The house is chilly. I check the thermostat and find it’s 65. While someone on Facebook copped to turning on the heat for the first time ever in September, I use the oven today for heat. I resist the urge to wear a sweater, three quarter sleeve t-shirt and jeans, ballet flats, instead of short sleeve t, skirt, and sandals as far as I’ll go to acknowledge fall is in the air.

This morning I woke just after 6 feeling close to death, a dramatization, but the pain was bad. I had one of those migraines I used to get, sick headaches a good name for them..four hours later, I couldn’t imagine getting through the day, nausea, sensitivity to light, cold, movement, touch all laying me low on a day I hoped to get my act together, cook, shop, plan for a big party we’re having tomorrow, hang with my kids. Thank the good lord for Excedrin Migraine and a boyfriend who knows his medicine. I followed the useless early morning tylenol with a midmorning heavy dose, and soon was on to greener pastures, making frittata for the kids and me, first time since before Spain, chosen over Spanish Tortilla, which my daughter requested early in the week, mostly because the thought of the runny eggs in the ones we had in Spain came too close to triggering the nausea I still felt, and because of the abundance of frittata ingredients in our house, spinach from my gal’s stash for green smoothies, potatoes from the farmers market on our vacation, heirloom tomatoes on sale at the store, likely the last we’ll see this year, broccoli I cooked earlier in the week, leftover in the fridge, eggs, cheese, onions, garlic scapes pesto left from early summer, and herbs from the porch, still out there til temps drop a little lower and they have to come in or freeze. My kids and I enjoyed the frittata at the kitchen table, along with chunks of melon and conversation about the tastiness or lack of it with melon, this one particularly nice.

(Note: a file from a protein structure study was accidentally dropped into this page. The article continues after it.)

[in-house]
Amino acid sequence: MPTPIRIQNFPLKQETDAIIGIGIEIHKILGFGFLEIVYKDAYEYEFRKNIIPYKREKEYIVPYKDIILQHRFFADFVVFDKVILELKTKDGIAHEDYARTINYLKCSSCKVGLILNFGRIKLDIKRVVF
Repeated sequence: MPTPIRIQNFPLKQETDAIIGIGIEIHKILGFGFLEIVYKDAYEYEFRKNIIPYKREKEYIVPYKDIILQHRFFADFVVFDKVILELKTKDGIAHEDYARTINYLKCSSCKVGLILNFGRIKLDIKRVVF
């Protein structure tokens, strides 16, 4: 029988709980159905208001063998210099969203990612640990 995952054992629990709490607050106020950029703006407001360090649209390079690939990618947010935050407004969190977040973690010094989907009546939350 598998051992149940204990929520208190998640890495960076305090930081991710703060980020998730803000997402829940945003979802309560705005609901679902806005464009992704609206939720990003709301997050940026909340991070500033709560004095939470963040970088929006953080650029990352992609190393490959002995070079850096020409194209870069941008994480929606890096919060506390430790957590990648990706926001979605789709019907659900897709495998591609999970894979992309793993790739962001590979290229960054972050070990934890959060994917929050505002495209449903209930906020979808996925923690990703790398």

Moments like that confirm the research connecting family dinners with children’s success in life.

After I clean up from the frittata, its time to scour the cupboards for the ingredients for flourless chocolate cake, the treat I’ll offer at tomorrow’s retirement party for Alice, better than the sheet cake I think I ought to get, because it’s traditional, not because it’s great, and better for Alice, who goes gluten free. The batter in the bowl is soothing, as the veggies and eggs were sustaining. The chocolate in the cupboards is the good stuff, as the recipe requests. I have eggs, butter, vanilla, sugar, and that is all I need, plus the heart pan and paper to line it and the oven to bake it and the bowls and microwave and whisk, all the stuff we take for granted in homes that are used to baking in first world USA.

This week there’ve been critters in the compost. Two of four day care teachers have been sick. Babies have cried through much of nap time, unable to settle themselves to sleep. Kids have punched and fussed and spilled their milk. Paradise isn’t all perfect, even here in the first world USA West Family Day Care universe I love. I’ve missed my guy, gone since Monday after ten days together in Spain, gone this weekend to fight climate change on the streets of New York City, large world problem I haven’t got strength to fight, prefer to fight right here in Somerville with locally grown veggies, compost, and holding off on oil heat. Small things add up, my philosophy of midlife, when energy for protests and large scale movements is scarce.